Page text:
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If a perl-hash is declared like so:

use warnings;
use strict;

my %h;

I can then check for the existence of keys within this hash with exists:

if (exists $h{k3}) {
  print "k3 exists\n";
}
else {
  print "k3 doesn't exist\n";
}

Since k3 does not exist, the script prints k3 doesn't exist.

I can also check for the existence ka in k3:

if (exists $h{k3}{ka}) {
  print "k3 ka exists\n";
}
else {
  print "k3 ka doesn't exist\n";
}

Unfortunately, this creates the key k3, so that another

if (exists $h{k3}) {
  print "k3 exists\n";
}
else {
  print "k3 doesn't exist\n";
}

now prints k3 exists.

This is a bit unfortunate for my purposes. I'd rather not want perl to create the k3 key.

I can, of course, check for ka within k3 with something like

if (exists $h{k3} and exists $h{k3}{ka})

which doesn't create the key k3. But I wonder if there is a shorter (and imho cleaner) way to check for ka within k3.

Edit The question was marked as duplicate. Unfortunately, the only answer in the referred question that mentions no autovivification has only one upvote there, and is not marked as accepted answer. For my purposes, the no autovification is the feature I needed to know (and that I was unknowingly after). So, I leave my question here as I think the accepted answer in the other question is not the optimal one.

Unfortunatly, nobody so far answered with no autovification which I would like to accept. I might therefore answer my own question.

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marked as duplicate by George Stocker Jun 5 '13 at 20:30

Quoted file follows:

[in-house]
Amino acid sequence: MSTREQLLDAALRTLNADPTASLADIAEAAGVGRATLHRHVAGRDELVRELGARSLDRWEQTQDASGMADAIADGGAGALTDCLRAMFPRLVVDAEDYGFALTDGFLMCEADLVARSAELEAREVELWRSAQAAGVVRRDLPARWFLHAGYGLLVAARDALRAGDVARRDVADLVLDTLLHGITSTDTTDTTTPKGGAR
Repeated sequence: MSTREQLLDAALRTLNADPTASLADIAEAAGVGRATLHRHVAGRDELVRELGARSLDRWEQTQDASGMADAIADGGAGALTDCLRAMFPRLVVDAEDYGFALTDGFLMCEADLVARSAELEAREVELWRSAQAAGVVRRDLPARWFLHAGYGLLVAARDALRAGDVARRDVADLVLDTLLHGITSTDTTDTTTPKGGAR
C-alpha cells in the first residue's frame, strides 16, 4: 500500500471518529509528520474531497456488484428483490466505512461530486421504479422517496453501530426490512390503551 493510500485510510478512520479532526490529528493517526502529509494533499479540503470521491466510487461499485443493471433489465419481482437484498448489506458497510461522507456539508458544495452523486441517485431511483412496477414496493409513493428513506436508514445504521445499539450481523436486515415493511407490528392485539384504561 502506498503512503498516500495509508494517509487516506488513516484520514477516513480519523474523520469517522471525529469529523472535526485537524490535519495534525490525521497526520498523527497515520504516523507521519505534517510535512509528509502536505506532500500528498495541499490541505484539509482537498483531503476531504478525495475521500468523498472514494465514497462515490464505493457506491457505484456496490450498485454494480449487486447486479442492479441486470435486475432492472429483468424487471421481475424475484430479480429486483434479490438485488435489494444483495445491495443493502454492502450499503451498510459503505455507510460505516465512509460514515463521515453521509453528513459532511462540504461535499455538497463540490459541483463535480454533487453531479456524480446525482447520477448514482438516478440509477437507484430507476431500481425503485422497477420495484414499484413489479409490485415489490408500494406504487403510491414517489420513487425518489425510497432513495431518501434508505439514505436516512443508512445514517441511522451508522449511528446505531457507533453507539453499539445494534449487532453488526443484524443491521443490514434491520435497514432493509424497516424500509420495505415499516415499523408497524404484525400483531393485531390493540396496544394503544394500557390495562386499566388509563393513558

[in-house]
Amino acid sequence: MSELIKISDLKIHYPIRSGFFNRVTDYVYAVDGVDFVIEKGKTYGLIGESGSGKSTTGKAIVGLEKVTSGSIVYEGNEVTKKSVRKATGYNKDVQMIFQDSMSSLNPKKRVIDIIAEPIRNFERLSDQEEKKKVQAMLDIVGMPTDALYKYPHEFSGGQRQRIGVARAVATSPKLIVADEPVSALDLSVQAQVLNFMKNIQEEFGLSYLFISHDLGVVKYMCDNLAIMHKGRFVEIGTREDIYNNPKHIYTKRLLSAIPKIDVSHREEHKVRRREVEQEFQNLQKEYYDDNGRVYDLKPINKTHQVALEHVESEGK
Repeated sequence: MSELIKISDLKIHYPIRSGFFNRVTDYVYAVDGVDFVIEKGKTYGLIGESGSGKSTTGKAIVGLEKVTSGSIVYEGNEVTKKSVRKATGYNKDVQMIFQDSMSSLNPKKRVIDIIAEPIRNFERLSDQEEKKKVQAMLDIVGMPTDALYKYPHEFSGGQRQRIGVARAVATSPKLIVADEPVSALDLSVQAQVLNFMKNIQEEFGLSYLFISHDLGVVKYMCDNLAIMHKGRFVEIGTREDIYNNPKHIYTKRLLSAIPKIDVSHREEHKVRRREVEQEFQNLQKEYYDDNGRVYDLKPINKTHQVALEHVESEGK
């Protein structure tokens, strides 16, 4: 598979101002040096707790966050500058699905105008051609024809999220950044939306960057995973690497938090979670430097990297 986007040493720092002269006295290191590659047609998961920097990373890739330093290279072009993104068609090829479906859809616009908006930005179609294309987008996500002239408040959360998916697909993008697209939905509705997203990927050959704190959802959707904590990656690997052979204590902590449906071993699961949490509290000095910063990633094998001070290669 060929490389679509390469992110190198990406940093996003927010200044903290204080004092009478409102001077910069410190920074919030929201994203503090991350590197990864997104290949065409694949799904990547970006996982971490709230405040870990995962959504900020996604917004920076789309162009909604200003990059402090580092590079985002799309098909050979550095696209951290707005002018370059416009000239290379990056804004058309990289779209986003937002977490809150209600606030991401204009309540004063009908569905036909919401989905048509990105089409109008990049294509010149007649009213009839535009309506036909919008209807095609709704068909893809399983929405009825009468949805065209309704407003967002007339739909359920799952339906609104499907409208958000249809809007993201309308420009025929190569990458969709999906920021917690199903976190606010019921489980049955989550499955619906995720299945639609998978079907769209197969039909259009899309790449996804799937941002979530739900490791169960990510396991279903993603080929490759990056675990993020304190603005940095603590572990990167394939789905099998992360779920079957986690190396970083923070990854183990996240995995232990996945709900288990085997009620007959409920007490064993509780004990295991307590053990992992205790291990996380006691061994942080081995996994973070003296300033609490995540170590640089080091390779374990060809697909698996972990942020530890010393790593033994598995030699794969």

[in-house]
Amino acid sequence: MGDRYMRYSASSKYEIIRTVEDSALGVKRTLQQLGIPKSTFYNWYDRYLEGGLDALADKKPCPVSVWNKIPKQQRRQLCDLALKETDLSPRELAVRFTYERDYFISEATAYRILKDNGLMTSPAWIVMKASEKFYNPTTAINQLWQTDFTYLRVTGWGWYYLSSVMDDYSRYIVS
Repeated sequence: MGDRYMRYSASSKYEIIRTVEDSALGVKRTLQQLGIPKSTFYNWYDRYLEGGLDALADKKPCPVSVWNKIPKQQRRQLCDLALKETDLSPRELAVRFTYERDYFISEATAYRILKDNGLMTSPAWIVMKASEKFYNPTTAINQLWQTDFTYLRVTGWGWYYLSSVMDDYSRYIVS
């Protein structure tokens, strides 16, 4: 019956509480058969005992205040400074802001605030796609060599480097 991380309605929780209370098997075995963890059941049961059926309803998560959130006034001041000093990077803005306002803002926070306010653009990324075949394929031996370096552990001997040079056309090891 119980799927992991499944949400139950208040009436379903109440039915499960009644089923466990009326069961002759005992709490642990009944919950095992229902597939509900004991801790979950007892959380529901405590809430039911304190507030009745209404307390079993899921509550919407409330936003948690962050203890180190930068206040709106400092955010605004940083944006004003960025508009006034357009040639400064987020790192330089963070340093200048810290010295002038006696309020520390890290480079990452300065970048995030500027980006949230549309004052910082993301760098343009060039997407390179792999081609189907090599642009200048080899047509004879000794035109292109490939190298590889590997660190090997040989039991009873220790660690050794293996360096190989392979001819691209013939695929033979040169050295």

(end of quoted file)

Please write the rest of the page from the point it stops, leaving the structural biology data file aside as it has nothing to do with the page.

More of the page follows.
This question has been asked before and already has an answer. If those answers do not fully address your question, please ask a new question.

12  
“Autovivification” usually does what you want it to: let intermediate references spring into existence. For testing nested structures with exists, this is unfortunate. anding the various levels together is the usual approach, but no autovivification may help (I've never used that module). –  amon Jun 4 '13 at 20:24
2  
no autovivification –  mob Jun 4 '13 at 20:24
3  
@amon: You should promote that to an answer –  Borodin Jun 4 '13 at 21:39

1 Answer 1

The simplest thing is to nest your ifs:

if (exists $h{k3}) {
  print "k3 exists\n";
  if (exists $h{k3}{ka}) {
    print "k3 ka exists\n";
  }
  else {
    print "k3 ka doesn't exist\n";
  }
}
else {
  print "k3 doesn't exist\n";
}
share|improve this answer
1  
Interesting use of the word "simplest" :-) I would say the simplest thing is to use "no autovivification". –  Dave Cross Jun 5 '13 at 8:38
    
Simplest in that it only moves around the code he has without adding any more. Also simplest in that it doesn't perform redundant tests. –  Marc Shapiro Jun 5 '13 at 23:42

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